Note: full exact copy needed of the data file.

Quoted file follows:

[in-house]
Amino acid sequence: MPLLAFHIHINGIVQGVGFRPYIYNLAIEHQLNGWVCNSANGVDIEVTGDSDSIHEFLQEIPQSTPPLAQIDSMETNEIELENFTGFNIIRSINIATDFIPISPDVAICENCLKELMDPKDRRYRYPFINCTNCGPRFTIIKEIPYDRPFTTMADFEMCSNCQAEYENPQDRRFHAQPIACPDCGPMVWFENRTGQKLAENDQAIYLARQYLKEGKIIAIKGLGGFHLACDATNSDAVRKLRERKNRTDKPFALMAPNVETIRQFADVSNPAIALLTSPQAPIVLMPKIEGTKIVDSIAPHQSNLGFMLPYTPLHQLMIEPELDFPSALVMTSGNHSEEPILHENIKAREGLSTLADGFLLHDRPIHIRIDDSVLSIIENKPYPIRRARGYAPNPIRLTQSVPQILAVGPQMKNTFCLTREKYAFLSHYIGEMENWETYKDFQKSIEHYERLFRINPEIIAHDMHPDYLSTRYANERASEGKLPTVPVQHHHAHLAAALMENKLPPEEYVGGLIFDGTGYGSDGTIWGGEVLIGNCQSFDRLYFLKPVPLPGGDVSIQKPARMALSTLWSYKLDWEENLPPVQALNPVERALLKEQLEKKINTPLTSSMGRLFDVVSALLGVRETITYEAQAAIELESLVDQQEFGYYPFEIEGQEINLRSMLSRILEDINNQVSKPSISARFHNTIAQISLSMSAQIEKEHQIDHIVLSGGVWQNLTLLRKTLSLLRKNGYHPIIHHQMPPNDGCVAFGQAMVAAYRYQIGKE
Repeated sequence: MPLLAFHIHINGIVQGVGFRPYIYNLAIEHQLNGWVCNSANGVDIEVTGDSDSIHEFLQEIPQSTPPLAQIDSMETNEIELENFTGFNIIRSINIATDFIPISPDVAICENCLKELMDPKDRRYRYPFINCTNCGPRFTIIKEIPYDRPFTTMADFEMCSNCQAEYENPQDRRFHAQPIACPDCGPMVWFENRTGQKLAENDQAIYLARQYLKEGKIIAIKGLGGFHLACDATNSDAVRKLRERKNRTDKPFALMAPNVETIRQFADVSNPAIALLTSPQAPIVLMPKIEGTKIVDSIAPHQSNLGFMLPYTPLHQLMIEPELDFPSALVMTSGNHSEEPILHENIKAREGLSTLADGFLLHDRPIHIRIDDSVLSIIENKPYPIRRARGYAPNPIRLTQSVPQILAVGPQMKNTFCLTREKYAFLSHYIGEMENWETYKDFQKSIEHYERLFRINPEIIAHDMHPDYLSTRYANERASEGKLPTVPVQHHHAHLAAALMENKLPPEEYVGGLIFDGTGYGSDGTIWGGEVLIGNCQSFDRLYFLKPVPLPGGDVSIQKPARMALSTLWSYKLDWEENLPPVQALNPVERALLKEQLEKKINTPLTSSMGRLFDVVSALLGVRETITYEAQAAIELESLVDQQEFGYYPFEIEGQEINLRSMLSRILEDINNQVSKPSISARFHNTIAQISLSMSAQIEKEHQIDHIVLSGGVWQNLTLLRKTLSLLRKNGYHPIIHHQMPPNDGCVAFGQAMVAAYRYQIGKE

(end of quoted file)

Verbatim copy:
[in-house]
Amino acid sequence: MPLLAFHIHINGIVQGVGFRPYIYNLAIEHQLNGWVCNSANGVDIEVTGDSDSIHEFLQEIPQSTPPLAQIDSMETNEIELENFTGFNIIRSINIATDFIPISPDVAICENCLKELMDPKDRRYRYPFINCTNCGPRFTIIKEIPYDRPFTTMADFEMCSNCQAEYENPQDRRFHAQPIACPDCGPMVWFENRTGQKLAENDQAIYLARQYLKEGKIIAIKGLGGFHLACDATNSDAVRKLRERKNRTDKPFALMAPNVETIRQFADVSNPAIALLTSPQAPIVLMPKIEGTKIVDSIAPHQSNLGFMLPYTPLHQLMIEPELDFPSALVMTSGNHSEEPILHENIKAREGLSTLADGFLLHDRPIHIRIDDSVLSIIENKPYPIRRARGYAPNPIRLTQSVPQILAVGPQMKNTFCLTREKYAFLSHYIGEMENWETYKDFQKSIEHYERLFRINPEIIAHDMHPDYLSTRYANERASEGKLPTVPVQHHHAHLAAALMENKLPPEEYVGGLIFDGTGYGSDGTIWGGEVLIGNCQSFDRLYFLKPVPLPGGDVSIQKPARMALSTLWSYKLDWEENLPPVQALNPVERALLKEQLEKKINTPLTSSMGRLFDVVSALLGVRETITYEAQAAIELESLVDQQEFGYYPFEIEGQEINLRSMLSRILEDINNQVSKPSISARFHNTIAQISLSMSAQIEKEHQIDHIVLSGGVWQNLTLLRKTLSLLRKNGYHPIIHHQMPPNDGCVAFGQAMVAAYRYQIGKE
Repeated sequence: MPLLAFHIHINGIVQGVGFRPYIYNLAIEHQLNGWVCNSANGVDIEVTGDSDSIHEFLQEIPQSTPPLAQIDSMETNEIELENFTGFNIIRSINIATDFIPISPDVAICENCLKELMDPKDRRYRYPFINCTNCGPRFTIIKEIPYDRPFTTMADFEMCSNCQAEYENPQDRRFHAQPIACPDCGPMVWFENRTGQKLAENDQAIYLARQYLKEGKIIAIKGLGGFHLACDATNSDAVRKLRERKNRTDKPFALMAPNVETIRQFADVSNPAIALLTSPQAPIVLMPKIEGTKIVDSIAPHQSNLGFMLPYTPLHQLMIEPELDFPSALVMTSGNHSEEPILHENIKAREGLSTLADGFLLHDRPIHIRIDDSVLSIIENKPYPIRRARGYAPNPIRLTQSVPQILAVGPQMKNTFCLTREKYAFLSHYIGEMENWETYKDFQKSIEHYERLFRINPEIIAHDMHPDYLSTRYANERASEGKLPTVPVQHHHAHLAAALMENKLPPEEYVGGLIFDGTGYGSDGTIWGGEVLIGNCQSFDRLYFLKPVPLPGGDVSIQKPARMALSTLWSYKLDWEENLPPVQALNPVERALLKEQLEKKINTPLTSSMGRLFDVVSALLGVRETITYEAQAAIELESLVDQQEFGYYPFEIEGQEINLRSMLSRILEDINNQVSKPSISARFHNTIAQISLSMSAQIEKEHQIDHIVLSGGVWQNLTLLRKTLSLLRKNGYHPIIHHQMPPNDGCVAFGQAMVAAYRYQIGKE